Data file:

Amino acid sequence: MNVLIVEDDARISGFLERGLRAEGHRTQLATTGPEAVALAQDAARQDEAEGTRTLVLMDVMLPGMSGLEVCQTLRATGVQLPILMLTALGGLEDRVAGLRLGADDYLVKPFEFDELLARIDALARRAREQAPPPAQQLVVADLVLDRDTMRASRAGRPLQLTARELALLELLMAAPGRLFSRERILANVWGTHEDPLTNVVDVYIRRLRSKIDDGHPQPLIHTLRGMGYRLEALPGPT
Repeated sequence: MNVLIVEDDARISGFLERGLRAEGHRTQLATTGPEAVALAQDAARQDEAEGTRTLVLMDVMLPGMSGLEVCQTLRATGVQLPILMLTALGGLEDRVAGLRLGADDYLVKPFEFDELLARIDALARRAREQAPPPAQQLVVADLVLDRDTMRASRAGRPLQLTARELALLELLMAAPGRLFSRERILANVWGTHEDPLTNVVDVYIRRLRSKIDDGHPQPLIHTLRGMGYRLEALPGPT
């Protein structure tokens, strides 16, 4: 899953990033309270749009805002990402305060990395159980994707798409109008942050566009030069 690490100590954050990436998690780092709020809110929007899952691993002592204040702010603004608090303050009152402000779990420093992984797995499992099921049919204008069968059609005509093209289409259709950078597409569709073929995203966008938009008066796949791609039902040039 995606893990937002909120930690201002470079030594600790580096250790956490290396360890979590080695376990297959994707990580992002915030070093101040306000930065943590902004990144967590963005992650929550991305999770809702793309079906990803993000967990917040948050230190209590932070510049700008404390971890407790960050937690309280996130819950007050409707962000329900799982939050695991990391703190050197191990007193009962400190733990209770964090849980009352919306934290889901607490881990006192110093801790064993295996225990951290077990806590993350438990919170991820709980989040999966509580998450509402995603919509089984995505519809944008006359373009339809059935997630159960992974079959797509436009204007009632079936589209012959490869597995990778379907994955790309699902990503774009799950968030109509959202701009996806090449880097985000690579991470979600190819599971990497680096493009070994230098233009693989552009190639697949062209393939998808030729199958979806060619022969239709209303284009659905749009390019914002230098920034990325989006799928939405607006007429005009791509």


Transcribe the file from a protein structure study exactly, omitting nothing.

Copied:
Amino acid sequence: MNVLIVEDDARISGFLERGLRAEGHRTQLATTGPEAVALAQDAARQDEAEGTRTLVLMDVMLPGMSGLEVCQTLRATGVQLPILMLTALGGLEDRVAGLRLGADDYLVKPFEFDELLARIDALARRAREQAPPPAQQLVVADLVLDRDTMRASRAGRPLQLTARELALLELLMAAPGRLFSRERILANVWGTHEDPLTNVVDVYIRRLRSKIDDGHPQPLIHTLRGMGYRLEALPGPT
Repeated sequence: MNVLIVEDDARISGFLERGLRAEGHRTQLATTGPEAVALAQDAARQDEAEGTRTLVLMDVMLPGMSGLEVCQTLRATGVQLPILMLTALGGLEDRVAGLRLGADDYLVKPFEFDELLARIDALARRAREQAPPPAQQLVVADLVLDRDTMRASRAGRPLQLTARELALLELLMAAPGRLFSRERILANVWGTHEDPLTNVVDVYIRRLRSKIDDGHPQPLIHTLRGMGYRLEALPGPT
């Protein structure tokens, strides 16, 4: 899953990033309270749009805002990402305060990395159980994707798409109008942050566009030069 690490100590954050990436998690780092709020809110929007899952691993002592204040702010603004608090303050009152402000779990420093992984797995499992099921049919204008069968059609005509093209289409259709950078597409569709073929995203966008938009008066796949791609039902040039 995606893990937002909120930690201002470079030594600790580096250790956490290396360890979590080695376990297959994707990580992002915030070093101040306000930065943590902004990144967590963005992650929550991305999770809702793309079906990803993000967990917040948050230190209590932070510049700008404390971890407790960050937690309280996130819950007050409707962000329900799982939050695991990391703190050197191990007193009962400190733990209770964090849980009352919306934290889901607490881990006192110093801790064993295996225990951290077990806590993350438990919170991820709980989040999966509580998450509402995603919509089984995505519809944008006359373009339809059935997630159960992974079959797509436009204007009632079936589209012959490869597995990778379907994955790309699902990503774009799950968030109509959202701009996806090449880097985000690579991470979600190819599971990497680096493009070994230098233009693989552009190639697949062209393939998808030729199958979806060619022969239709209303284009659905749009390019914002230098920034990325989006799928939405607006007429005009791509």